Tuesday 24 October, 2017

Don’t play politics with crime and violence, says PM

FILE - Prime Minister Freundel Stuart.

FILE - Prime Minister Freundel Stuart.

Crime and violence is not an issue that should be politicised.

This was the assertion of Prime Minister Freundel Stuart, as he wrapped up his closing remarks to the full meeting of the Social Partnership this evening.

His comments came even as lawmen were on the scene of yet another brazen shooting in a public space – this time the Fairchild Street Market in Bridgetown.

The incident, which occurred around 4 p.m., resulted in one man being shot twice, while a nearby woman was hit by a stray bullet. Both were taken to the hospital for treatment.

Meanwhile, on Monday evening, a number of gunmen in pursuit of 20-year-old Tareid Rock, shot and killed him on the crowded Spring Garden Highway at the end of the Grand Kadooment, resulting in some 20 other people sustaining gunshot injuries.

According to the Prime Minister, “It is not helpful to try to politicise the issue of crime and violence because when all is said and done, we all have to live here in Barbados and therefore we have to approach it as a social problem.”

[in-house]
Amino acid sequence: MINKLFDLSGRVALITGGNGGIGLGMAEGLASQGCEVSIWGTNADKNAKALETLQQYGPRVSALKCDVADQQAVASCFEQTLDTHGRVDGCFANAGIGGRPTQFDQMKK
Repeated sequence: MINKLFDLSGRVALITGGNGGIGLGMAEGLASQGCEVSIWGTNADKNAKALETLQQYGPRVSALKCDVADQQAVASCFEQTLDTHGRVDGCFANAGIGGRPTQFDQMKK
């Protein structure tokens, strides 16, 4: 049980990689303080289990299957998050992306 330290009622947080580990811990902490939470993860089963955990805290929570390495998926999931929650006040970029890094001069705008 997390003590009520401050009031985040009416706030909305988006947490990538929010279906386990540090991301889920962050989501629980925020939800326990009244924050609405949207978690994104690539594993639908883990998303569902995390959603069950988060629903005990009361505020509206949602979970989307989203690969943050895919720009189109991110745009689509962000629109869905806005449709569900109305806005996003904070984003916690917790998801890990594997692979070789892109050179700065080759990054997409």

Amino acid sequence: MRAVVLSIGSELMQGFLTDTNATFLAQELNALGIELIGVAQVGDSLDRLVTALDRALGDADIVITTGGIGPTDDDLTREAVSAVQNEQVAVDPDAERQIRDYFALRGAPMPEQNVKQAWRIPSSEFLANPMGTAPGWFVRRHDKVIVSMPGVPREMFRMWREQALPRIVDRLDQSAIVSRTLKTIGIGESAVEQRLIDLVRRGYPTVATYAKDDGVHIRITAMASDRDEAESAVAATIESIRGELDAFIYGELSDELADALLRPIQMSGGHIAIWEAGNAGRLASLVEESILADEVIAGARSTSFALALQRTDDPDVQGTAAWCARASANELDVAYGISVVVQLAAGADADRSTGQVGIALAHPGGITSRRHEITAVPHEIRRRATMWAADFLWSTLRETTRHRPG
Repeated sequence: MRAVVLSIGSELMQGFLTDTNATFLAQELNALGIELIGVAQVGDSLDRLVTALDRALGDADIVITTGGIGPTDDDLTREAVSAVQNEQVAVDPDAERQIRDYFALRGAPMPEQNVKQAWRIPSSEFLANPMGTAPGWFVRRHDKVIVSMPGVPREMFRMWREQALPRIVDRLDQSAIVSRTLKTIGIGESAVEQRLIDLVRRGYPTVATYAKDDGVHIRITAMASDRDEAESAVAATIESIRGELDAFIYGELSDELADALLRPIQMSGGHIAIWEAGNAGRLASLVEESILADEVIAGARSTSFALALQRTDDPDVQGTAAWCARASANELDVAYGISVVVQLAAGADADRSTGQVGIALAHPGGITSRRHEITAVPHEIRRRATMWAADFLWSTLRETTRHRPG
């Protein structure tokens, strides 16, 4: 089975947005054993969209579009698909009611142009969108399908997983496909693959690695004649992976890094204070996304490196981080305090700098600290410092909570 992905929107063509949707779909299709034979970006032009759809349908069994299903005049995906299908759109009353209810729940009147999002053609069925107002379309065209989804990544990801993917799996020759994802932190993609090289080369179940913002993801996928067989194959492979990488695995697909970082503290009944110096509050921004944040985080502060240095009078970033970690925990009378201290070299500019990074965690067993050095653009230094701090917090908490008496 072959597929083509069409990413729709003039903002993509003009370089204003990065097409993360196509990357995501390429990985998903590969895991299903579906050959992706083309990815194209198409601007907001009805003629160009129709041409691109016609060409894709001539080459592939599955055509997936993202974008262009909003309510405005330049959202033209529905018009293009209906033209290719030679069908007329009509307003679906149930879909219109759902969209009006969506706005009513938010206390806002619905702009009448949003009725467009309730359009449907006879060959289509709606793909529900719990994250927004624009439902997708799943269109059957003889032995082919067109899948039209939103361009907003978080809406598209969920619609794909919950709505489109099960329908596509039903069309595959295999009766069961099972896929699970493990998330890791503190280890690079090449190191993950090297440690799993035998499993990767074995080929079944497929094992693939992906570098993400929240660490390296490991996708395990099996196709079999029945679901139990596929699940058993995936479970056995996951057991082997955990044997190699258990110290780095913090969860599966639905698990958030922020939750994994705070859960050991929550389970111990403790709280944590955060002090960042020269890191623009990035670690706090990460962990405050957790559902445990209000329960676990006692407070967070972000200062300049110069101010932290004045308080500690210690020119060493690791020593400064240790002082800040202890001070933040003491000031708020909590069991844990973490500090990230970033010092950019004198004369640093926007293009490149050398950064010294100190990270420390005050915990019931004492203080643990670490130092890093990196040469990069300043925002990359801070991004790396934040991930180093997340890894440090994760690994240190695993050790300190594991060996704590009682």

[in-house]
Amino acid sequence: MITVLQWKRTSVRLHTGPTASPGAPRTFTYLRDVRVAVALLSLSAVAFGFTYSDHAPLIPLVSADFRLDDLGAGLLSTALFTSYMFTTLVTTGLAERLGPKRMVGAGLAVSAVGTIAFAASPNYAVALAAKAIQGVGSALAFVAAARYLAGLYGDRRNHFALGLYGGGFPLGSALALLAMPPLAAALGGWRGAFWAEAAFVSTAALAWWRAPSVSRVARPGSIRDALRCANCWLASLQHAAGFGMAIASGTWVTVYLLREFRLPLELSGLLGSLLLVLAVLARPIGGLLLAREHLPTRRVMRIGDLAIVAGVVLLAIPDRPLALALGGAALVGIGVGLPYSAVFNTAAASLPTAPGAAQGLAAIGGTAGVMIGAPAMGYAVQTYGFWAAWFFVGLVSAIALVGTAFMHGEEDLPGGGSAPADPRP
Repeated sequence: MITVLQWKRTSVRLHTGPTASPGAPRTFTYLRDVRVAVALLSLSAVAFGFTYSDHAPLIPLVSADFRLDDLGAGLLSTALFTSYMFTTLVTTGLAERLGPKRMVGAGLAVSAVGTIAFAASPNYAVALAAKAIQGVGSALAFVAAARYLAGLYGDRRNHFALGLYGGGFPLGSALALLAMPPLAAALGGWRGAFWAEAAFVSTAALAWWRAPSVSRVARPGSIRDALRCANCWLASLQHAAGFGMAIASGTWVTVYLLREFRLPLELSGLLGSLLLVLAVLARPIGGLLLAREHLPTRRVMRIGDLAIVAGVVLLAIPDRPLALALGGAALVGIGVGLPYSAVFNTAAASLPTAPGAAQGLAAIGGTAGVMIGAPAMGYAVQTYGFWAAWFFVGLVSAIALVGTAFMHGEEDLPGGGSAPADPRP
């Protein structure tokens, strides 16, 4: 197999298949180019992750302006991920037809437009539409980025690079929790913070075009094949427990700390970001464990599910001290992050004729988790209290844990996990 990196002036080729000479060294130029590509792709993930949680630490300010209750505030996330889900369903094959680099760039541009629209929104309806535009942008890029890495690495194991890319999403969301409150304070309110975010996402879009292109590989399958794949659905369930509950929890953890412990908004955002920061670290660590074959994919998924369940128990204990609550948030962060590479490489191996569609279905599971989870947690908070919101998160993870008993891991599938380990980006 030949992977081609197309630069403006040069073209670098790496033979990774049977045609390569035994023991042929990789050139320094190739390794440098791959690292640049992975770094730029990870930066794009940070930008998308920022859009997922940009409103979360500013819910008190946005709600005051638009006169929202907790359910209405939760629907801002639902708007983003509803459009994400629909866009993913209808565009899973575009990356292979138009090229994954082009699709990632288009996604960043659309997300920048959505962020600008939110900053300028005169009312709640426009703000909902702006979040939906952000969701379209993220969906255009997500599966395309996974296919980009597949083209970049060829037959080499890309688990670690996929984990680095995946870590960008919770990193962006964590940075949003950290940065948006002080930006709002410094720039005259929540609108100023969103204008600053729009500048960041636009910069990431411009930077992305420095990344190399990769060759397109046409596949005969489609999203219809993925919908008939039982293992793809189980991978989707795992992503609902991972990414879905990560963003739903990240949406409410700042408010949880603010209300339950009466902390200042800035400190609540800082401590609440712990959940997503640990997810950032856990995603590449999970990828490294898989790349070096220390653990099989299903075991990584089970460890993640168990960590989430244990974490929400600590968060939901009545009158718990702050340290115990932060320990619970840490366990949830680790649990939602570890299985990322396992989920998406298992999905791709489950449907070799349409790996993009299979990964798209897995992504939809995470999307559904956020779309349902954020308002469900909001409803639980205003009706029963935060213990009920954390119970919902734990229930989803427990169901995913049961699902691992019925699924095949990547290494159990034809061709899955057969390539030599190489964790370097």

He reminded that all Barbadians must play their part in tackling crime.

“The people who are committing these crimes were not flown into Barbados one night when we were all asleep. These are the sons and in some cases the daughters of parents that we know, who live in homes that we know, who went to school at schools that we know, so they are ultimately a reflection of some of our failings.”

 

He said the police force and the court system cannot bear full responsibility for tackling the problem, as they only come into play once the crime has already occurred.

“The police and the judiciary are at the output end of a process which begins at the input end with our homes, our schools and our communities. Where there are failures at the input end, the output is bound to be what we’re seeing.”

He said in order to see any change in the medium to long-term, corrections must be made at “the input end”.

 

According to him, the home is now much weaker now than in times past which has had a knock-on effect on schools and communities.

“It didn’t happen overnight and it’s not going to end overnight, but we have to steel ourselves, ready ourselves to deal with the challenges thrown up by these occurrences.”

He gave the assurance would Government would uphold its responsibility to ensure Barbadians’ lives are not “paralysed by fear”.